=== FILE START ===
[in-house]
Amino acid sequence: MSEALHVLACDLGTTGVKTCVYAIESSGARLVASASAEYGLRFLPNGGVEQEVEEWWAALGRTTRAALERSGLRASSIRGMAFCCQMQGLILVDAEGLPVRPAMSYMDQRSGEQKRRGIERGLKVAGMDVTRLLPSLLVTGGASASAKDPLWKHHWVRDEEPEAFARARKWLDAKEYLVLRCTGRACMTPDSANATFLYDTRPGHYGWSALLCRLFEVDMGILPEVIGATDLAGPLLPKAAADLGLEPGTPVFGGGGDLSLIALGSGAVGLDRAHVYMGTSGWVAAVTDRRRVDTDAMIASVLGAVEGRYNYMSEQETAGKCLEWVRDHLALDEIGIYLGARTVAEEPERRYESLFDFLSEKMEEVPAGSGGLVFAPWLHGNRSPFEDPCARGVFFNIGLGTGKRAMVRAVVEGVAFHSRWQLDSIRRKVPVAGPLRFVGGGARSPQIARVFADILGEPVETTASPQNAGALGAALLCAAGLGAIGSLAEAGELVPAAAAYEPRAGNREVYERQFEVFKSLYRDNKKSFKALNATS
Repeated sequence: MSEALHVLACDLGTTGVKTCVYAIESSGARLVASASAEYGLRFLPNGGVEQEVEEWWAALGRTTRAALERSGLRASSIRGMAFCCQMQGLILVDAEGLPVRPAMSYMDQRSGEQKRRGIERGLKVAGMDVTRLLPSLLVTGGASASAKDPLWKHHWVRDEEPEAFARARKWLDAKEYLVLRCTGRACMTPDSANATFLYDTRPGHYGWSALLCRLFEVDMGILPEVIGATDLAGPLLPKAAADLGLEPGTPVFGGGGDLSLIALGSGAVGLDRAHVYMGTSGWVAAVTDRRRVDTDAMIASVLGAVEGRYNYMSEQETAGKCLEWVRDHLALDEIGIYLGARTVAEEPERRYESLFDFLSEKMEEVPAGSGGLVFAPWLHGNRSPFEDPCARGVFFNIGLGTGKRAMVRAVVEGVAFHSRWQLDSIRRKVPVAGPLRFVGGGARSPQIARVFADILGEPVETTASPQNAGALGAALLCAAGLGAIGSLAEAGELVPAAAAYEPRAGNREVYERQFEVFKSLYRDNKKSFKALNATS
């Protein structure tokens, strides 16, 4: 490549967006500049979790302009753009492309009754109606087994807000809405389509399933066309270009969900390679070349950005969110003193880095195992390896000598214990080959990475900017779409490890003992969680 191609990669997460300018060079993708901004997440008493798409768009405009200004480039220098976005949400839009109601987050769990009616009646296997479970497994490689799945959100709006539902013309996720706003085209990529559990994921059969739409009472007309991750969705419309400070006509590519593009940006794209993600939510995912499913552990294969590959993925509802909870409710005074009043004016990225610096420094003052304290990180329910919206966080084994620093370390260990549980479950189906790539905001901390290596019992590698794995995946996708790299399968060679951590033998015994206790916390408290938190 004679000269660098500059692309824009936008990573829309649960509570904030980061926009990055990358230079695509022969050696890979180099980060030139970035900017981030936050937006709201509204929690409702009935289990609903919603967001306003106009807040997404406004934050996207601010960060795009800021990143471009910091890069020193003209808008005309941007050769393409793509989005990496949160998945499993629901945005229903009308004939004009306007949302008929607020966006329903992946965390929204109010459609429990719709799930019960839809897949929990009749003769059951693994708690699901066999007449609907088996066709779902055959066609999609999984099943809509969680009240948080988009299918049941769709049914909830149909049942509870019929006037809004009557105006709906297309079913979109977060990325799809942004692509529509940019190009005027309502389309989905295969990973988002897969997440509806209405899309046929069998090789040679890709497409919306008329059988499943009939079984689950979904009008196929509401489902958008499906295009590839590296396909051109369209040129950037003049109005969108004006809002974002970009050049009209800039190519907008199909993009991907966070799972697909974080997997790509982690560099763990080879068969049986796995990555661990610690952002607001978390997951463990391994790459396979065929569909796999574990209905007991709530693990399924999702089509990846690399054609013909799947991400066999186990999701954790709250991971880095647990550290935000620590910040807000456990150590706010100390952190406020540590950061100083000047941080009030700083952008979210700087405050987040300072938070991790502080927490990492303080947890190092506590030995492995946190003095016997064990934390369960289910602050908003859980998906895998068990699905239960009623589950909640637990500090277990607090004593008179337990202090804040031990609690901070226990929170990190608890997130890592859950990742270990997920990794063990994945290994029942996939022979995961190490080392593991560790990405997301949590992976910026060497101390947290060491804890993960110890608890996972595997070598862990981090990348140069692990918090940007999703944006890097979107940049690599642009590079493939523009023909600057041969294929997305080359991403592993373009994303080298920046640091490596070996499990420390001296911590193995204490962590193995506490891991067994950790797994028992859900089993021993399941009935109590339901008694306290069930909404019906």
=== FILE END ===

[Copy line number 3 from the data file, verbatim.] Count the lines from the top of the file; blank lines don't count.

Repeated sequence: MSEALHVLACDLGTTGVKTCVYAIESSGARLVASASAEYGLRFLPNGGVEQEVEEWWAALGRTTRAALERSGLRASSIRGMAFCCQMQGLILVDAEGLPVRPAMSYMDQRSGEQKRRGIERGLKVAGMDVTRLLPSLLVTGGASASAKDPLWKHHWVRDEEPEAFARARKWLDAKEYLVLRCTGRACMTPDSANATFLYDTRPGHYGWSALLCRLFEVDMGILPEVIGATDLAGPLLPKAAADLGLEPGTPVFGGGGDLSLIALGSGAVGLDRAHVYMGTSGWVAAVTDRRRVDTDAMIASVLGAVEGRYNYMSEQETAGKCLEWVRDHLALDEIGIYLGARTVAEEPERRYESLFDFLSEKMEEVPAGSGGLVFAPWLHGNRSPFEDPCARGVFFNIGLGTGKRAMVRAVVEGVAFHSRWQLDSIRRKVPVAGPLRFVGGGARSPQIARVFADILGEPVETTASPQNAGALGAALLCAAGLGAIGSLAEAGELVPAAAAYEPRAGNREVYERQFEVFKSLYRDNKKSFKALNATS